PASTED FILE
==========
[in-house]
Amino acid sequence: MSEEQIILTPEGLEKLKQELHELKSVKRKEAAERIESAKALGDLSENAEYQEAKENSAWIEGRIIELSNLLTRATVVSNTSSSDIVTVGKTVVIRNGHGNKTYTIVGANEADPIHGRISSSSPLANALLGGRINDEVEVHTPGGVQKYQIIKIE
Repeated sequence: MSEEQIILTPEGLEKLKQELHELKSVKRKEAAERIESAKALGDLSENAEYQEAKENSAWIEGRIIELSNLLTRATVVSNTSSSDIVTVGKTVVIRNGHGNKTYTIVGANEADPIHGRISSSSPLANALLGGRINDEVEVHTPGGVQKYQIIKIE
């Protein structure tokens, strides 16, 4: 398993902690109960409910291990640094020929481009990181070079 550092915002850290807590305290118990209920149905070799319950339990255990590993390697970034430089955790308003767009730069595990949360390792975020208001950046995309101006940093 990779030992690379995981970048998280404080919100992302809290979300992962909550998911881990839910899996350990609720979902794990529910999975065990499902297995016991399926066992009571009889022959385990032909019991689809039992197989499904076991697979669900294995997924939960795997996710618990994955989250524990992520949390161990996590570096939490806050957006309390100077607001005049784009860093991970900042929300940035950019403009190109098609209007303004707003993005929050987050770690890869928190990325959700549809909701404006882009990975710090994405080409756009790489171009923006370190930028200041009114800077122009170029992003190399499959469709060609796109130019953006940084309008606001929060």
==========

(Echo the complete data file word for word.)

[in-house]
Amino acid sequence: MSEEQIILTPEGLEKLKQELHELKSVKRKEAAERIESAKALGDLSENAEYQEAKENSAWIEGRIIELSNLLTRATVVSNTSSSDIVTVGKTVVIRNGHGNKTYTIVGANEADPIHGRISSSSPLANALLGGRINDEVEVHTPGGVQKYQIIKIE
Repeated sequence: MSEEQIILTPEGLEKLKQELHELKSVKRKEAAERIESAKALGDLSENAEYQEAKENSAWIEGRIIELSNLLTRATVVSNTSSSDIVTVGKTVVIRNGHGNKTYTIVGANEADPIHGRISSSSPLANALLGGRINDEVEVHTPGGVQKYQIIKIE
């Protein structure tokens, strides 16, 4: 398993902690109960409910291990640094020929481009990181070079 550092915002850290807590305290118990209920149905070799319950339990255990590993390697970034430089955790308003767009730069595990949360390792975020208001950046995309101006940093 990779030992690379995981970048998280404080919100992302809290979300992962909550998911881990839910899996350990609720979902794990529910999975065990499902297995016991399926066992009571009889022959385990032909019991689809039992197989499904076991697979669900294995997924939960795997996710618990994955989250524990992520949390161990996590570096939490806050957006309390100077607001005049784009860093991970900042929300940035950019403009190109098609209007303004707003993005929050987050770690890869928190990325959700549809909701404006882009990975710090994405080409756009790489171009923006370190930028200041009114800077122009170029992003190399499959469709060609796109130019953006940084309008606001929060």